Week of 3/17/13


If you haven’t heard much about the sequester budget cuts lately, don’t be surprised. A recent Gallup poll reveals that most Americans still don’t know enough about the sequester to determine if the cuts are a good or bad thing for the country. In fact, no one seems to really knows what’s going on. However, that hasn’t prevented the political jockeying in Congress as potential amendments to the automatic cuts are considered. So far, nearly 100 amendments have been filed by Senators on both sides of the aisle hoping to rearrange the reductions so that their own special interests aren’t affected. Some filings regard shifting funds to keep air traffic control towers open — a public safety concern that would affect airliners and private owners alike — while others appear less prudent in nature, such as diverting funds to keep White House tours open to visitors. These attempts are stalling an expenditures bill that is supposed keep the government running past March 27th, since any new amendments must also be reapproved by the House which initially passed the bill. Given the limited time until the government shutdown, the Senate is unlikely to vote on every amendment that has been filed. But if the number of amendments don’t dwindle before the deadline, Senate Majority Leader Harry Reid has threatened to force a vote on the overall spending bill without any amendments. So what does this mean? It will take some time to evaluate how grave the budget cuts will be on certain government regulations, such as FDA meat inspectors and air traffic control. But until more data is collected, expect continued debate in the near foreseeable future as Democrats continue to emphasize any deficiencies in government programs as the result of unnecessary cuts while Republicans stick to the same cry for fiscal responsibility. (Link: http://www.latimes.com/news/politics/la-pn-senate-sequester-cuts-goverment-shutdown-20130318,0,5333576.story)


Efforts for more comprehensive gun control may have hit a hiccup this week as legislation aimed at banning assault weapons will likely fail to make the Senate floor as part of a larger gun control package. The bill sponsored by Sen. Dianne Feinstein (D-California) received less than 40 votes out of a necessary 60 to clear a potential GOP filibuster, crippling any hopes of outlawing the category of guns that have been associated with many of the shootings that occurred over the past year. An unwavering advocate for stricter gun regulations, Sen. Feinstein’s persistence has been mostly attributed to her experience as a San Francisco Board Supervisor when she found Mayor Harvey Milk shot dead in his office by a rival politician. Part of the reason for the lackluster support for the bill stems from the fact that it was too controversial to ever have any real chance of passing the Senate. Many of the Democrats from red states face reelection in 2014 and can’t risk upsetting their gun-friendly constituents by voting on controversial items. Gun rights advocates have argued that banning a particular class of weapon will do little to resolve the larger problem at hand, and have viewed this type of legislation as part of an assault by Washington to further restrict the Bill of Rights. Voting on the general gun control package, which includes more moderate provisions such as tighter background checks, sanctions against gun traffiking, and school safety measures,  is expected to take place next month. (Link: http://www.csmonitor.com/USA/DC-Decoder/Decoder-Wire/2013/0319/Assault-weapons-ban-now-unlikely-to-pass.-What-happened?nav=87-frontpage-entryNineItem)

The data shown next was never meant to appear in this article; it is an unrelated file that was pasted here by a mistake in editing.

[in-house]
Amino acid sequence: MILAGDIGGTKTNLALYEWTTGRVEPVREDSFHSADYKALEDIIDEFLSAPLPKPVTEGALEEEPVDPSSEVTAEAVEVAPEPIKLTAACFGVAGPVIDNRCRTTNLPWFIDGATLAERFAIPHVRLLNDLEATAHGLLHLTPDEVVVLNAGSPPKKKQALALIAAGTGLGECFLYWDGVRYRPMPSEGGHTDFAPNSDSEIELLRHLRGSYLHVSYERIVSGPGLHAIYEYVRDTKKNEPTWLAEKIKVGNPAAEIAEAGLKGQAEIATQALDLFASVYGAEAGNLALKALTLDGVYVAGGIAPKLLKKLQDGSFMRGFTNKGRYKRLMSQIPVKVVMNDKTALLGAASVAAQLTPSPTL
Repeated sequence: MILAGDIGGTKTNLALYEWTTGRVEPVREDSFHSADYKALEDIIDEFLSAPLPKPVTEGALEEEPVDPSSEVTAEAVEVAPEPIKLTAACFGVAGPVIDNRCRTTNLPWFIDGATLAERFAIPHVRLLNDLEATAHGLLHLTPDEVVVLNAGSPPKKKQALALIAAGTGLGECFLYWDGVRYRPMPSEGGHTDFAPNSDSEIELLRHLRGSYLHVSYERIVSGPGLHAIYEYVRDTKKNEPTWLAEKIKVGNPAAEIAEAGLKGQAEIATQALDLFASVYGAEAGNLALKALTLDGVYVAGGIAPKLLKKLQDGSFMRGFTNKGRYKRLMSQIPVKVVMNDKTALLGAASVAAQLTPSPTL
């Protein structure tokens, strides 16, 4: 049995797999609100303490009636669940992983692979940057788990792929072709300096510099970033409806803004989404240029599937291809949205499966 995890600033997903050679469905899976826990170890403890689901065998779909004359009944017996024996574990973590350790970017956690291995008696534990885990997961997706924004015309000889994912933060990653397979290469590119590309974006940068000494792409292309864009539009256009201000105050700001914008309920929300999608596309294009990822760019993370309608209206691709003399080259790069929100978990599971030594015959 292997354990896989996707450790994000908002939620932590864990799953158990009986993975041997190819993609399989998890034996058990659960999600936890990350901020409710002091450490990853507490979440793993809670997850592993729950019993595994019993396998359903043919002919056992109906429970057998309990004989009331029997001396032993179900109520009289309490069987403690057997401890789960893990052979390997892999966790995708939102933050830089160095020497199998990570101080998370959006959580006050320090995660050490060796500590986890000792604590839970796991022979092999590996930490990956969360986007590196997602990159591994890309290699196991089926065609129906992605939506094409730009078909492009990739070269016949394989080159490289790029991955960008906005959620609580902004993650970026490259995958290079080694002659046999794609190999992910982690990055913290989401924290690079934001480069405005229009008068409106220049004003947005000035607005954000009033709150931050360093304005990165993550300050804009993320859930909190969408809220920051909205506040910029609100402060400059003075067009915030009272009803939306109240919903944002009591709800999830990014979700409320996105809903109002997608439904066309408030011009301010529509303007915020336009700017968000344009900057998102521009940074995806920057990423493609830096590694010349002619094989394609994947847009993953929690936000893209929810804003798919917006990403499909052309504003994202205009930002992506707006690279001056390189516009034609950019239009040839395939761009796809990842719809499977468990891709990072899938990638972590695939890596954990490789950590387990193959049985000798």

The chimney of the Sistine Chapel filled the air with white smoke on Wednesday as the Catholic Church confirmed its newest leader, Pope Francis. Born as Jorge Mario Bergoglio, the pope is the first elected Jesuit in the history of the Catholic Church, as well as the first person from the Americas, and the first individual from the southern hemisphere. While crowds of the faithful erupted into joyous celebration, the new pope has had a questionable career that goes back to his position as a Cardinal in Argentina. At issue is his stance on same-sex marriage, which has been responsible for the dichotomy between his native country’s government and its religious institutions. He has also been criticized for his lax handling and possible involvement in the 1976 abductions of religious leaders by military extremists,  though past testimony by the pope has denied any involvement in the ordeals. The newly elected pope has also ushered in feelings of renewed conservatism from the Church, despite recent progress on issues pertaining to contraception. In 2012, Pope Benedict XV made headline news by promising to reverse the Church’s stance on contraception, viewing it as necessary to combat the AIDS epidemic and protect human life. It is unlikely that the new pontiff will offer any similar compromises anytime soon, but with a progressive world and the onset of globalization even the most staunch of conservative views can be privy to change. (Link: http://www.nytimes.com/2013/03/20/world/europe/installation-of-pope-francis.html?_r=0)

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